Sometimes it takes a bit of letting go. What I mean is, painting is what I'd like to be doing just about every second of my life, but sometimes you have to let life have its way with you. It's been insanely (and I mean, absolutely crazy) eventful and busy since we've gotten back to California a few months ago, and I'm just now starting to hit my stride with balancing everything. Which means being able to carve out more and more time for painting. Thank everything. You can follow me on Instagram (which I promise won't be so quiet from here on out) if you want to keep up with my new pieces. Here's a little progress shot of some fresh studio work.
There's just something about wheatpaste graffiti in a foreign city that I've always gravitated to. I especially love seeing the decline of these pieces and catching them in a final stage of their lives. This is the second piece in my "Death of Art" series where I document deteriorating graffiti that I think are almost more powerful having been acted upon by exterior forces. Street art seems to be the best and most honest reflection of our modern selves (in my opinion) and I like to record their mature portraits.
Italy has a strong, well documented history of graffiti (my personal favorites being what can be found in ancient bath houses), and when I was last in Rome I guess I was really diggin' what all the modern artists had to say. I keep looking back to my time in Italy for inspiration and in doing so came across an entire stash of photos of Roman graffiti circa 2010. This one that I chose to paint, I just have so many questions. For starters, what the hell is happening here? Did the person who ripped it down dislike it simply because it was graffiti or because of the message? Who was the artist? What are those little flying heads all about? Guess I'll never know, but at least now I have a piece of a Roman wall hanging on my wall covered in another artists handiwork and that's enough for me.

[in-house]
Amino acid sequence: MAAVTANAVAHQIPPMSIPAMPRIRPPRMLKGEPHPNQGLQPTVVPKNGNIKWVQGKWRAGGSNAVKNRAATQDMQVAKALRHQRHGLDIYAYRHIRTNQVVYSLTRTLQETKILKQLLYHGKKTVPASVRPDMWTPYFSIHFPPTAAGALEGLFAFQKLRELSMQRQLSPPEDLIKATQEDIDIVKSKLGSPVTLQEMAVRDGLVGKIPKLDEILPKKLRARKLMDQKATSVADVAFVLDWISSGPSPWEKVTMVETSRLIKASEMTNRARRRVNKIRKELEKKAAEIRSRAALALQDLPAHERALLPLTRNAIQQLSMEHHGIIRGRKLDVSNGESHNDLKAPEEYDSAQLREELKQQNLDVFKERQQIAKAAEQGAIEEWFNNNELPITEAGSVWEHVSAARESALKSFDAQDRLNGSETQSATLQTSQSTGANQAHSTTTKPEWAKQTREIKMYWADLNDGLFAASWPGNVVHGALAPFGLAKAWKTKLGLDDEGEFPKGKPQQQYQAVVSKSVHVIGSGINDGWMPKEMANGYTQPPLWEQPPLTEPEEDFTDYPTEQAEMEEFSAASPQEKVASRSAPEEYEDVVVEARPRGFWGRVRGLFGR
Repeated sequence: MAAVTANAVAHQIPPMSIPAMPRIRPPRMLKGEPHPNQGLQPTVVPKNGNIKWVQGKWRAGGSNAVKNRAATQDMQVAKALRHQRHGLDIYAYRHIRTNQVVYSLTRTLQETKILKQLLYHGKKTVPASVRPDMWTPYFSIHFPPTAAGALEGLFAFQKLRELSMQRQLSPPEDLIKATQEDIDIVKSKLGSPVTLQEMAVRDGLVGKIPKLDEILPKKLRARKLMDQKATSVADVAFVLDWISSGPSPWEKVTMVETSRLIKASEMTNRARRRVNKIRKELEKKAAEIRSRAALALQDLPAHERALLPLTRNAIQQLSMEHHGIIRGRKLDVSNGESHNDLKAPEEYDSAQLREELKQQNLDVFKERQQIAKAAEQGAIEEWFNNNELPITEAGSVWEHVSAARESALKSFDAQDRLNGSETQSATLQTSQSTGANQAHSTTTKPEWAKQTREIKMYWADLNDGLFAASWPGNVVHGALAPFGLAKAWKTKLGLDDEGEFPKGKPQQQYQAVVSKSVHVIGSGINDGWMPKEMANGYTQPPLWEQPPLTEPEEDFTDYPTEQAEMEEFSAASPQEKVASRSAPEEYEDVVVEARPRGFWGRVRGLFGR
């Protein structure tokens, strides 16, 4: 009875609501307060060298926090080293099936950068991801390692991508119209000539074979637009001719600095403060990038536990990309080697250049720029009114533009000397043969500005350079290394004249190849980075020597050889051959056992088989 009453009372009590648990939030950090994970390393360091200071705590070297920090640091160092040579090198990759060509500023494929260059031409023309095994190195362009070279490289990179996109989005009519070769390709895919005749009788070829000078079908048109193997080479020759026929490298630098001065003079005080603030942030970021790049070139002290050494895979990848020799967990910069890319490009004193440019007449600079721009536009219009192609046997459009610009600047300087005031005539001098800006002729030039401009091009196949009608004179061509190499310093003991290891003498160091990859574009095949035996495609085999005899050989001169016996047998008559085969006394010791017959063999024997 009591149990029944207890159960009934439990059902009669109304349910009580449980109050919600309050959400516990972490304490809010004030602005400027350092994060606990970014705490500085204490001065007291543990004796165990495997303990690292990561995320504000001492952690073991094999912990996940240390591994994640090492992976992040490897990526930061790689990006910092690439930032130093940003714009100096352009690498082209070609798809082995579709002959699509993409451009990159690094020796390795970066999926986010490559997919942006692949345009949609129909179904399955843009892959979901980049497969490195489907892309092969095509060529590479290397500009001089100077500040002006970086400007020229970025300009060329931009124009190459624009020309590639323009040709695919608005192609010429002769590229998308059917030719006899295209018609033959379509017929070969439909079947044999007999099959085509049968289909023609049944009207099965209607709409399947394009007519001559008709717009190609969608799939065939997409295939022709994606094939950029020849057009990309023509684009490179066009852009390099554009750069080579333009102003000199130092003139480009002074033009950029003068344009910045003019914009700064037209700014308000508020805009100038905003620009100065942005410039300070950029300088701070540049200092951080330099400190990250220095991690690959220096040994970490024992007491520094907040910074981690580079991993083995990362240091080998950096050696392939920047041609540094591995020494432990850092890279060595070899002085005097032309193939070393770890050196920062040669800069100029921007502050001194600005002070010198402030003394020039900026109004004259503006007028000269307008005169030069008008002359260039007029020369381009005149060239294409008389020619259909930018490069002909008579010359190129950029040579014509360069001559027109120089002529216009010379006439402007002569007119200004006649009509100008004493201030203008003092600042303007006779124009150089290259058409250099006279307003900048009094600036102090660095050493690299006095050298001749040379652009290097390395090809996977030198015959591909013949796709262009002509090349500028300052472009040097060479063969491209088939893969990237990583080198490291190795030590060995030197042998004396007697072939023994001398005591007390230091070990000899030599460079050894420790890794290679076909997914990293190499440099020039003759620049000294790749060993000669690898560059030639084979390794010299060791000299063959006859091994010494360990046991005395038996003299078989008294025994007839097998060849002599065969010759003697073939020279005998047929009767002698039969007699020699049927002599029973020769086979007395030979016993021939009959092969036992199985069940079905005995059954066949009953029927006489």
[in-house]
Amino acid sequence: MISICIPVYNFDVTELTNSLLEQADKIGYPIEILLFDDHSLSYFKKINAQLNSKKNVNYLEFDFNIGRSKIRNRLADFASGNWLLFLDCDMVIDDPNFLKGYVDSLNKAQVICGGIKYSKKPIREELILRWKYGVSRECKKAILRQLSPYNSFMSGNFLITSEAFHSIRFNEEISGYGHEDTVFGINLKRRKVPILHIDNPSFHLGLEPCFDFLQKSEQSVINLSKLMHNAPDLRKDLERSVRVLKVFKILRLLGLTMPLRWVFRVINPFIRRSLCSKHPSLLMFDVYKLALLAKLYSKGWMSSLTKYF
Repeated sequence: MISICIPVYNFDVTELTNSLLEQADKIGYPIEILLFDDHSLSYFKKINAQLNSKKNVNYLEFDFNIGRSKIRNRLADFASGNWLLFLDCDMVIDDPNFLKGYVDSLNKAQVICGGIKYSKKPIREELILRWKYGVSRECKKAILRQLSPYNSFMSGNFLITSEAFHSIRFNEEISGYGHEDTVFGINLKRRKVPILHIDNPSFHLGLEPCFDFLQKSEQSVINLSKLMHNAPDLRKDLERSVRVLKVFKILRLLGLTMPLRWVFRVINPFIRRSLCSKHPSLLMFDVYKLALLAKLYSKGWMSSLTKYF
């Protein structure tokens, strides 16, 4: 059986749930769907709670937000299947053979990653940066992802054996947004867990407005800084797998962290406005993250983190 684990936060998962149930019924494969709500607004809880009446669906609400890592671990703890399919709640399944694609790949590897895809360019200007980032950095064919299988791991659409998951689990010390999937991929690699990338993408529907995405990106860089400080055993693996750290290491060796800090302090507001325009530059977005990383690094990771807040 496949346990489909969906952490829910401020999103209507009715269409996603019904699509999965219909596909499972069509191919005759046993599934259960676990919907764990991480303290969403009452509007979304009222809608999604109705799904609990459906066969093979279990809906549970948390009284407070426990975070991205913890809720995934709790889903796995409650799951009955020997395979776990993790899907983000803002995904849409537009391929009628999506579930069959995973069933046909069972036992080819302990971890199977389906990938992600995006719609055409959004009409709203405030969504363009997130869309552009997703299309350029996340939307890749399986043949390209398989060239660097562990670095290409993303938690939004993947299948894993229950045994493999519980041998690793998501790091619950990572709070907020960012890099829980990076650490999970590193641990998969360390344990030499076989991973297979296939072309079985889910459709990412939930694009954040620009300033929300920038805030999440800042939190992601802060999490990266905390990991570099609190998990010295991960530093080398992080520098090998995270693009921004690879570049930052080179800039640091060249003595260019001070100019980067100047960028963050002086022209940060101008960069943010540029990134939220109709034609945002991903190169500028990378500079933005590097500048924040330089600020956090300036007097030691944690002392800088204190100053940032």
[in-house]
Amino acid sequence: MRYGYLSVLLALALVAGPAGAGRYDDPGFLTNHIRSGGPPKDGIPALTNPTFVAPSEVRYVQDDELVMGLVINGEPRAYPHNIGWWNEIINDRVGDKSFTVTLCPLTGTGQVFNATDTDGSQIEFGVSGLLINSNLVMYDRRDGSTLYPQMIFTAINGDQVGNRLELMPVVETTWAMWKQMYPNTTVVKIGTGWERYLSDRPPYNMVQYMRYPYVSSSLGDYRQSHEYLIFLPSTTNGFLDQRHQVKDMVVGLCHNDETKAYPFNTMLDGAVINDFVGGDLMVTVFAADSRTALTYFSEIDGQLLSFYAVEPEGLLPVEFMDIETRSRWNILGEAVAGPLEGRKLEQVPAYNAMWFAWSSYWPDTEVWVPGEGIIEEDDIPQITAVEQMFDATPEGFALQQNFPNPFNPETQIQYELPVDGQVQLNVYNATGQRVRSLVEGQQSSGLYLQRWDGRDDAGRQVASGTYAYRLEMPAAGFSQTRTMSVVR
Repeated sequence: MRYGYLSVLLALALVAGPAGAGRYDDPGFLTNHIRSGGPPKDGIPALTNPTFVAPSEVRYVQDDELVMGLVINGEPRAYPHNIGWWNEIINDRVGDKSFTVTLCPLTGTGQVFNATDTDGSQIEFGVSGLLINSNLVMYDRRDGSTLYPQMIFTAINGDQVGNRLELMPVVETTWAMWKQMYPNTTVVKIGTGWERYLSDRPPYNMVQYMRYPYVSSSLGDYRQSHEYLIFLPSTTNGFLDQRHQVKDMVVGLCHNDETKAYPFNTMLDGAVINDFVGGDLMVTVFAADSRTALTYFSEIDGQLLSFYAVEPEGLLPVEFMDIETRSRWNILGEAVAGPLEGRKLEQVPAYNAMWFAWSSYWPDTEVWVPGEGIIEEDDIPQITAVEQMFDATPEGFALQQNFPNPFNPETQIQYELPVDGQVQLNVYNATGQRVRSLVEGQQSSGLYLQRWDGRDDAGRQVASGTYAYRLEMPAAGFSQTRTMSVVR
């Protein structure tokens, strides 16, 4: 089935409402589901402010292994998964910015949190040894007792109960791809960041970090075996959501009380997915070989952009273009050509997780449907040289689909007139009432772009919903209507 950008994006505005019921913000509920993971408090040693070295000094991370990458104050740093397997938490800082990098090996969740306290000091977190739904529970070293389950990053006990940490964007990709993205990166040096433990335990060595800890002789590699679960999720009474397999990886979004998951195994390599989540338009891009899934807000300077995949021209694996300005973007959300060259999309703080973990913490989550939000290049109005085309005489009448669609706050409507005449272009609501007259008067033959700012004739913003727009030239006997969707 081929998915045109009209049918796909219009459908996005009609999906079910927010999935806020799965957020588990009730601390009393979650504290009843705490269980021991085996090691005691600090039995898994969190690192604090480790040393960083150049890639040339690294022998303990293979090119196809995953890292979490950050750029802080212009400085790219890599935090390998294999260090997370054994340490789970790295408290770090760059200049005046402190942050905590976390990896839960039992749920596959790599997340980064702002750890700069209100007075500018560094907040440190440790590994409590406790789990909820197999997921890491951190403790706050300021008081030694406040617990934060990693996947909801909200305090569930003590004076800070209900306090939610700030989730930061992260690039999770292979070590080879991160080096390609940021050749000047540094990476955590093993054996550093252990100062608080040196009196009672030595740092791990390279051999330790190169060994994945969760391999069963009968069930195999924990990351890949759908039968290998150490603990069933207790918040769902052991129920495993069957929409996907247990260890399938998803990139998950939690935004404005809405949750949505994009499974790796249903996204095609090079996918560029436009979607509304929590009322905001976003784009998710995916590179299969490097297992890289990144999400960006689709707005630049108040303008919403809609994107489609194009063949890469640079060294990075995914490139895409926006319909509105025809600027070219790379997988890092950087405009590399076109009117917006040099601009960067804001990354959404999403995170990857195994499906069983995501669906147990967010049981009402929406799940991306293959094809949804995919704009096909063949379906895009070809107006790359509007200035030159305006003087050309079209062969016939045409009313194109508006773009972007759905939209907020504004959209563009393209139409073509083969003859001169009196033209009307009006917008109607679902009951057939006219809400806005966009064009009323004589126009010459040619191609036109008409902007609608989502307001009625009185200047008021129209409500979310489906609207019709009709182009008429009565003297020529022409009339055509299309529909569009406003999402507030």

This piece was a big turning point for me in terms of subject matter, style, and personal honesty in my painting. It's by no means one I would consider a compositional success or my favorite piece, but it pushed me somewhere I needed to go. Despotiko is a small area of a small island in the middle of the Aegean Sea where you can see shards of sixth century BC pottery poking out of the ground. I visited there while studying art in Greece and there's something 'other' about this place on the planet. Some energy coupled with an absolutely gorgeous land/seascape that you can't help but respond to from a place deep within. It's stayed with me ever since I left and this is a piece that was a catalyst for me getting to a more meaningful place in my art. Despotiko is magic.
A fever dream of purple cacti. Missing the west coast a lot lately.
In deciding to continue experimenting with my style, I forgot that it means I'll never sleep again. This piece kept me up til 5am.
Can't decide on a title, I was going to go with "Faceplant" but I have a love/hate relationship with puns.
When your brain and your mouth can't agree on what's going on.
I can't remember the last time I was so excited for a new year! I've got a lot in the works, and one of the projects I started nearly at the stroke of midnight on the 31st of 2015 is this:
If I could realize this dream in large scale it would be that of a long wall stretching out of sight with carefully arranged canvases telling the small stories that a sprawling meadow keeps to itself.
Because it's December 15th and it's 70 degrees outside. I was waiting for snow, but I guess I'd do better to just enjoy all the flowers still in full bloom around here.
Needed a break from all the holiday work to create for myself. Out came this little guy. I don't know why, but recently I'm very interested in revisiting my time spent in Venice. I guess I just miss that lovely, lively water.